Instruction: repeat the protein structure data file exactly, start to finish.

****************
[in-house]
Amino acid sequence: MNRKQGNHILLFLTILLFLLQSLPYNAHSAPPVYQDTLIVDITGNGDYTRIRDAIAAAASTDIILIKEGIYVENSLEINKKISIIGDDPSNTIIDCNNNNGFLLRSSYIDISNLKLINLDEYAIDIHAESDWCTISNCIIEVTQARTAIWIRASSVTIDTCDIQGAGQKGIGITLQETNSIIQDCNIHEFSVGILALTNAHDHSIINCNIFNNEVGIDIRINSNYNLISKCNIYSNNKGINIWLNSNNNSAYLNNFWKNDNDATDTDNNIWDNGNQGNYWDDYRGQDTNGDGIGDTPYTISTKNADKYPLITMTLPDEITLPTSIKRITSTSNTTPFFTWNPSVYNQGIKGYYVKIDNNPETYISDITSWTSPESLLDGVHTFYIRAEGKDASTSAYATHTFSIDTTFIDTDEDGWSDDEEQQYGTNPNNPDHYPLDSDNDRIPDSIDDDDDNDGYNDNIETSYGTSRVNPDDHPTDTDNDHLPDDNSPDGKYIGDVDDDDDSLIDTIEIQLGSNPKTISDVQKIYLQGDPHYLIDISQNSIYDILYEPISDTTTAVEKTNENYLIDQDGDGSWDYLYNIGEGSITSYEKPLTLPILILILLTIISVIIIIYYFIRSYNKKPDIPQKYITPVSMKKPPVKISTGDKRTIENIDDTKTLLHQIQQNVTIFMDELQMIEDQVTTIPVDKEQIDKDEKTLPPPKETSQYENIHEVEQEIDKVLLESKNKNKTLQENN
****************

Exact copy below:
[in-house]
Amino acid sequence: MNRKQGNHILLFLTILLFLLQSLPYNAHSAPPVYQDTLIVDITGNGDYTRIRDAIAAAASTDIILIKEGIYVENSLEINKKISIIGDDPSNTIIDCNNNNGFLLRSSYIDISNLKLINLDEYAIDIHAESDWCTISNCIIEVTQARTAIWIRASSVTIDTCDIQGAGQKGIGITLQETNSIIQDCNIHEFSVGILALTNAHDHSIINCNIFNNEVGIDIRINSNYNLISKCNIYSNNKGINIWLNSNNNSAYLNNFWKNDNDATDTDNNIWDNGNQGNYWDDYRGQDTNGDGIGDTPYTISTKNADKYPLITMTLPDEITLPTSIKRITSTSNTTPFFTWNPSVYNQGIKGYYVKIDNNPETYISDITSWTSPESLLDGVHTFYIRAEGKDASTSAYATHTFSIDTTFIDTDEDGWSDDEEQQYGTNPNNPDHYPLDSDNDRIPDSIDDDDDNDGYNDNIETSYGTSRVNPDDHPTDTDNDHLPDDNSPDGKYIGDVDDDDDSLIDTIEIQLGSNPKTISDVQKIYLQGDPHYLIDISQNSIYDILYEPISDTTTAVEKTNENYLIDQDGDGSWDYLYNIGEGSITSYEKPLTLPILILILLTIISVIIIIYYFIRSYNKKPDIPQKYITPVSMKKPPVKISTGDKRTIENIDDTKTLLHQIQQNVTIFMDELQMIEDQVTTIPVDKEQIDKDEKTLPPPKETSQYENIHEVEQEIDKVLLESKNKNKTLQENN